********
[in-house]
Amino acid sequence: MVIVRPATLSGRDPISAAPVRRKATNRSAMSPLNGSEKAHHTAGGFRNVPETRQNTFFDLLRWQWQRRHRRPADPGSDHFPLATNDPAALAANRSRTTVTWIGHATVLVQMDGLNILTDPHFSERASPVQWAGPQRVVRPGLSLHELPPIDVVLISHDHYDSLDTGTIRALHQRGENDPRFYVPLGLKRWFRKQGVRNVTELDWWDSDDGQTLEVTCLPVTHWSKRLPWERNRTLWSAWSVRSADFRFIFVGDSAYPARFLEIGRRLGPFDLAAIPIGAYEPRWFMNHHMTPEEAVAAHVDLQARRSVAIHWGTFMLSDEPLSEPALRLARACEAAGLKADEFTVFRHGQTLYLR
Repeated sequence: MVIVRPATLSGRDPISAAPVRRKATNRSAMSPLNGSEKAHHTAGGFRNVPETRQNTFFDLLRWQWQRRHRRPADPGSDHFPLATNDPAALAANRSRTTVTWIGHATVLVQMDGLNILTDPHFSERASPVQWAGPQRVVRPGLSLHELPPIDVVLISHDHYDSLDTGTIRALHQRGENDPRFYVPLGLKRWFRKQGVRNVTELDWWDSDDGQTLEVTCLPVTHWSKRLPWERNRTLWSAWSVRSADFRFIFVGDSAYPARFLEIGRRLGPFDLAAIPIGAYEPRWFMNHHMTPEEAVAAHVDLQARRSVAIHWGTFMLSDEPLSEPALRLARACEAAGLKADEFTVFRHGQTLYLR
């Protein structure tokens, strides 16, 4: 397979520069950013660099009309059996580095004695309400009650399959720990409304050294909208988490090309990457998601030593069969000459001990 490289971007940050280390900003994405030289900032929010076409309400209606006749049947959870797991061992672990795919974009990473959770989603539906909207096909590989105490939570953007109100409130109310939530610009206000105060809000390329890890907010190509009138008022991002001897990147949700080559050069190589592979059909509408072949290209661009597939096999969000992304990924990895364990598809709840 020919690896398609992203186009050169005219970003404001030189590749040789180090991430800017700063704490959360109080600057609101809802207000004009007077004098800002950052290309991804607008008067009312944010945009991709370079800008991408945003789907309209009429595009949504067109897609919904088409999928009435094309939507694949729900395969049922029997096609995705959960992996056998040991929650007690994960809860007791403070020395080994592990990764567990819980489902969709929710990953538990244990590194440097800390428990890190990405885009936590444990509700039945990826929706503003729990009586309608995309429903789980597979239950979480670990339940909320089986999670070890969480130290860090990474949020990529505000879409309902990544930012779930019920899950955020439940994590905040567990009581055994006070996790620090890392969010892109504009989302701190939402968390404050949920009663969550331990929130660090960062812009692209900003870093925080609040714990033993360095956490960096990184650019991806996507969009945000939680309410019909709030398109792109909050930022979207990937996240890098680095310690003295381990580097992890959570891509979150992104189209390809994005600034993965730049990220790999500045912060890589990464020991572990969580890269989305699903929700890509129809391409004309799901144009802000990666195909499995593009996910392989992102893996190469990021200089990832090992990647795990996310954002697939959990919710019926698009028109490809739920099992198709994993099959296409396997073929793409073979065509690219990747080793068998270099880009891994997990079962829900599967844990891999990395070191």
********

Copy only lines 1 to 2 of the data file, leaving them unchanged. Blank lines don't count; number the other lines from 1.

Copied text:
[in-house]
Amino acid sequence: MVIVRPATLSGRDPISAAPVRRKATNRSAMSPLNGSEKAHHTAGGFRNVPETRQNTFFDLLRWQWQRRHRRPADPGSDHFPLATNDPAALAANRSRTTVTWIGHATVLVQMDGLNILTDPHFSERASPVQWAGPQRVVRPGLSLHELPPIDVVLISHDHYDSLDTGTIRALHQRGENDPRFYVPLGLKRWFRKQGVRNVTELDWWDSDDGQTLEVTCLPVTHWSKRLPWERNRTLWSAWSVRSADFRFIFVGDSAYPARFLEIGRRLGPFDLAAIPIGAYEPRWFMNHHMTPEEAVAAHVDLQARRSVAIHWGTFMLSDEPLSEPALRLARACEAAGLKADEFTVFRHGQTLYLR